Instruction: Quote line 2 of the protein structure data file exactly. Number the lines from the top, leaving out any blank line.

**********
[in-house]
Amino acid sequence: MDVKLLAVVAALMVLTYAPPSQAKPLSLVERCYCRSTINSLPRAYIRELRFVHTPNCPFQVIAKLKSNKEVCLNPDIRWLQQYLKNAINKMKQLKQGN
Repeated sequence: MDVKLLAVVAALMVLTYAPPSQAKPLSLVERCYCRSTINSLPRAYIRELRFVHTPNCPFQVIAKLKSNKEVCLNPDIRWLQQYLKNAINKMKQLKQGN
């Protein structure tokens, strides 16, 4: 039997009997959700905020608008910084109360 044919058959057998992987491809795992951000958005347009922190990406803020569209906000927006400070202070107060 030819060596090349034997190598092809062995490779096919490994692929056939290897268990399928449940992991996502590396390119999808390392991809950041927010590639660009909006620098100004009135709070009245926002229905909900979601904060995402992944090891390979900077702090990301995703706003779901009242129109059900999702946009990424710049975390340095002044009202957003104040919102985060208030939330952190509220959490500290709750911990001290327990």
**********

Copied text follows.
Amino acid sequence: MDVKLLAVVAALMVLTYAPPSQAKPLSLVERCYCRSTINSLPRAYIRELRFVHTPNCPFQVIAKLKSNKEVCLNPDIRWLQQYLKNAINKMKQLKQGN